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  • Currently Being Moderated
    Oct 13, 2010 1:15 AM   in reply to R_a_V_e_N

    Hi Franz,

     

    Ah. So, its the pixel version, not the parameterized version of the auto-toning. Still, I can't understand why there would need to be any difference between the two, but maybe there is a reason I don't see. Still begs the questions you've asked...

     

    Sorry I'm not being much help. But, I empathize with your plight, for what its worth...

     

    PS - Adobe technical support does not grace this forum at all. Occasionally the developers do... You would have to call for technical support I think. Forum-wise, maybe the Photoshop forum(?), or ACR forum(??)

     

    Also, consider submitting an official feature request / bug report.

     

    Keep us posted, OK?

    Rob

     
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  • Currently Being Moderated
    Oct 13, 2010 1:25 AM   in reply to Rob Cole
    Still, I can't understand why there would need to be any difference between the two, but maybe there is a reason I don't see.

    The Photoshop Auto-levels is pretty straight-forward: find the darkest pixels, find the brightest pixels, clip.

     

    Dealing with raw is a more complex task, as it seems (otherwise, why wouldn't Thomas knoll and Co. deliver a reliable auto-tone algorithm for, what, 4 versions of ACR?).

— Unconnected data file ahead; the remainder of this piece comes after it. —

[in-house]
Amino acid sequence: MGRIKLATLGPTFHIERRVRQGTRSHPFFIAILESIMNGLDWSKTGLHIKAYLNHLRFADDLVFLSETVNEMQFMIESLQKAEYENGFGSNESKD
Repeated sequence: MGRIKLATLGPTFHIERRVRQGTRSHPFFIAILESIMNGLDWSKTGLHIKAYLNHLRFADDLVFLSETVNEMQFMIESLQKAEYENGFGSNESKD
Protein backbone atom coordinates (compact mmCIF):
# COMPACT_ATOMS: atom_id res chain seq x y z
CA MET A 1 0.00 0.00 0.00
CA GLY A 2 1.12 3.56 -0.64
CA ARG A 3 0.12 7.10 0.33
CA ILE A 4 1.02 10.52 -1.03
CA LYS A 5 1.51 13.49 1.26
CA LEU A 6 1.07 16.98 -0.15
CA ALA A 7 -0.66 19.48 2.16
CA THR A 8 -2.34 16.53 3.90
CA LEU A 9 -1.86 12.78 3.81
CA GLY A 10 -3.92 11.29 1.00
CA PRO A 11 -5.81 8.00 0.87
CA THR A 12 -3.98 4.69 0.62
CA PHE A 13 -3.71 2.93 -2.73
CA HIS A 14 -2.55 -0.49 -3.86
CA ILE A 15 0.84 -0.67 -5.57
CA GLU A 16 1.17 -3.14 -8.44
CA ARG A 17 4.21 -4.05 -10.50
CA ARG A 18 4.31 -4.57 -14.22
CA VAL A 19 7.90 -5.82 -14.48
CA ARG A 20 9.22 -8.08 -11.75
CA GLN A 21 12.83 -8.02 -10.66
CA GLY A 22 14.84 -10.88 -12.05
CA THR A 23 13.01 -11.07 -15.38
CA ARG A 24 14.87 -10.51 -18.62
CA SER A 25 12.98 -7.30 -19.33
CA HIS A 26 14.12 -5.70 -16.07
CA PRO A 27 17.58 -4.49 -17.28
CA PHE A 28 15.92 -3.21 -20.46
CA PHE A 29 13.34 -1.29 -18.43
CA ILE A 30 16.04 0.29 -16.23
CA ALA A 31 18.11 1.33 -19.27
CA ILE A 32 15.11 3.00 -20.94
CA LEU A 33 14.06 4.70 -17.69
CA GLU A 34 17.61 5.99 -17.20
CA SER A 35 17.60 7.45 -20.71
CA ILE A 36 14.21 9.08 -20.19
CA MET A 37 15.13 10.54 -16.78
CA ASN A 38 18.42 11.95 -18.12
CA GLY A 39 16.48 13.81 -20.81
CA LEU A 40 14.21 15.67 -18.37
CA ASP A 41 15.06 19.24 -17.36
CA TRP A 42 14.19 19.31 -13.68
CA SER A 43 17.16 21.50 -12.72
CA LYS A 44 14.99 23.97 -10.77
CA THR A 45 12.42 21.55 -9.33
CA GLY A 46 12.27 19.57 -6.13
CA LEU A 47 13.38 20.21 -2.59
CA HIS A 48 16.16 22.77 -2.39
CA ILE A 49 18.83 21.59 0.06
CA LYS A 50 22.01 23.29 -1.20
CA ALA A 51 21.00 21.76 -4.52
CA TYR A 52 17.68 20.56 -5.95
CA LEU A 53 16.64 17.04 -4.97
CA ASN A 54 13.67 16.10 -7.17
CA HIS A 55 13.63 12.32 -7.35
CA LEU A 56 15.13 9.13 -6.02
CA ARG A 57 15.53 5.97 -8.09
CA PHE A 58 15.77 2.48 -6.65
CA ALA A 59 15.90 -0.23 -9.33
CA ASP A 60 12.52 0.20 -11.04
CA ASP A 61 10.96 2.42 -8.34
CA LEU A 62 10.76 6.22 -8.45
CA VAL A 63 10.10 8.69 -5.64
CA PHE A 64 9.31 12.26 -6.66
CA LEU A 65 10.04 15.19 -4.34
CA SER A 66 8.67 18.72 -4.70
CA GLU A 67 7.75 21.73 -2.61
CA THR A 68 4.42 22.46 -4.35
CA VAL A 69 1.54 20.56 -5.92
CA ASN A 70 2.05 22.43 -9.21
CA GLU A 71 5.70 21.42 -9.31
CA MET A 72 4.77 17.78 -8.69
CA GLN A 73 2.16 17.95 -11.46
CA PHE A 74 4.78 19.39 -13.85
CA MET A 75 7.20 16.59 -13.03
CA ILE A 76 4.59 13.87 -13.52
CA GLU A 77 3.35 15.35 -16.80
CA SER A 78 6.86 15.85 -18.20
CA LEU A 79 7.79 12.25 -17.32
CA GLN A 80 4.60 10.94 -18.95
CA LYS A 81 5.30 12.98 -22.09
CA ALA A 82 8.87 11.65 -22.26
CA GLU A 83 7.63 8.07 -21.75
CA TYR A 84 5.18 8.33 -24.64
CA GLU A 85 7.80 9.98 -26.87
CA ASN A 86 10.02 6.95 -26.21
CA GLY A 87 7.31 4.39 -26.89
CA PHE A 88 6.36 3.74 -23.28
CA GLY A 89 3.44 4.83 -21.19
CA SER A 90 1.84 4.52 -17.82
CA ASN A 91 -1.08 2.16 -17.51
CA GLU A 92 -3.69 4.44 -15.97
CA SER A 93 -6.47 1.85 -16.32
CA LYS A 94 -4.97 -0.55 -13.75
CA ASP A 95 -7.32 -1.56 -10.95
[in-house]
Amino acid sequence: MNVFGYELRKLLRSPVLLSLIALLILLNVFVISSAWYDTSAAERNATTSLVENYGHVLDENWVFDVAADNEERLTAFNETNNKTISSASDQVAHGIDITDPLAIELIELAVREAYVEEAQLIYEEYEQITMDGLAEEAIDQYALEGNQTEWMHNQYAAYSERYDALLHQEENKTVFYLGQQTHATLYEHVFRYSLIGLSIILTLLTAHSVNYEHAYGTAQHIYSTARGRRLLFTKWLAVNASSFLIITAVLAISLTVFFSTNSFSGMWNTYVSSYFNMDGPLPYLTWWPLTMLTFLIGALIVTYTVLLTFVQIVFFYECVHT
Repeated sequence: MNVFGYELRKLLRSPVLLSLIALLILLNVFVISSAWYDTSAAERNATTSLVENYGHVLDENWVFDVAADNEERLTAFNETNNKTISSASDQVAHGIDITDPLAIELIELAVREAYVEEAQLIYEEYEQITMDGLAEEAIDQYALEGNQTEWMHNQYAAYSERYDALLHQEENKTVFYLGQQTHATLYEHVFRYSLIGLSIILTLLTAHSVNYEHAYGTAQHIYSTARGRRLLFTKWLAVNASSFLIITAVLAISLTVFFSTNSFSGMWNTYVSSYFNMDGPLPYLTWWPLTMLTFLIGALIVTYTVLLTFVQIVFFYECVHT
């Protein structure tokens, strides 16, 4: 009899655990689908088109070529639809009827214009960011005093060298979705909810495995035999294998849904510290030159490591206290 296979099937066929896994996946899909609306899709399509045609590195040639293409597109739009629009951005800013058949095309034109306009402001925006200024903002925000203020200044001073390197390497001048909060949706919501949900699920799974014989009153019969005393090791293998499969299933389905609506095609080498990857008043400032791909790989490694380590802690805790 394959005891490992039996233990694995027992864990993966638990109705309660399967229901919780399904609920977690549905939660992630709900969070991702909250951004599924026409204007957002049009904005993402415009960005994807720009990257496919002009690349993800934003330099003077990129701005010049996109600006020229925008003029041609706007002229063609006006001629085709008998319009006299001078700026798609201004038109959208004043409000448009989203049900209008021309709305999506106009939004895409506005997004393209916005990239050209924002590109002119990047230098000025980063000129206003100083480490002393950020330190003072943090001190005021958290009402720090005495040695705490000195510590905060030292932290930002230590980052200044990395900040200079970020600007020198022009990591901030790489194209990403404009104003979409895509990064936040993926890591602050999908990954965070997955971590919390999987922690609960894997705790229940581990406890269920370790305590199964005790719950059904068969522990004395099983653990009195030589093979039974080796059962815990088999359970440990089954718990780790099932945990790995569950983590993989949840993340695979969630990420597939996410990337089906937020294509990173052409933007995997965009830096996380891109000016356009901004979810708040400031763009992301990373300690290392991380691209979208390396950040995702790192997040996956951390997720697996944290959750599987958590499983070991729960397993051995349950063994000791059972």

First, there the "raw headroom". You don't know exactly where is the white point to clip, as the amount of raw headroom varies from one camera model to another, and the amount of recovery until the picture gets ugly varies from scene to scene. It's much easier with the black point and it works very reliable.

     

    Second, ACR is trying to be smarter and also apply fill light, recovery and mess with brightness and contrast, trying to distribute the data between black and white points in way that gives a balanced tonality. Since photographs often are low or high key by their nature and also this is often and artistic choice rather than technical, brightness and contrast often screw up. That's why I think, limiting auto-tone to Blacks and Exposure is a good compromise.

     
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  • Currently Being Moderated
    Oct 13, 2010 1:31 AM   in reply to Dorin Nicolaescu-Musteață

    dorin_nicolaescu wrote:

     

    That's why I think, limiting auto-tone to Blacks and Exposure is a good compromise.

     

    I agree. I had stopped using auto-toning altogether in Lightroom, but after further thought, the auto black/white preset may be a good starting-point compromise for the types of photos that warrant it.

     

    Thanks Dorin,

    Rob

     
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  • Currently Being Moderated
    Oct 13, 2010 9:24 AM   in reply to Dorin Nicolaescu-Musteață

    dorin_nicolaescu wrote:

     

    Agree.

     

    .... You can create a dev preset with auto-tone, then edit it in Notepad to disable everything but blacks and exposure.

    Thanks for this hint, Dorin, never thought of that. Gives good results!

     

    Beat

     
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  • Currently Being Moderated
    Oct 13, 2010 10:12 AM   in reply to b_gossweiler

    Beat,

     

    Can you elaborate? I did try a few times today as Dorin suggested, but couldn't get a very usable result. Examples?

     

    TIA

     

    Hans

     
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  • Currently Being Moderated
    Oct 13, 2010 10:52 AM   in reply to camerahans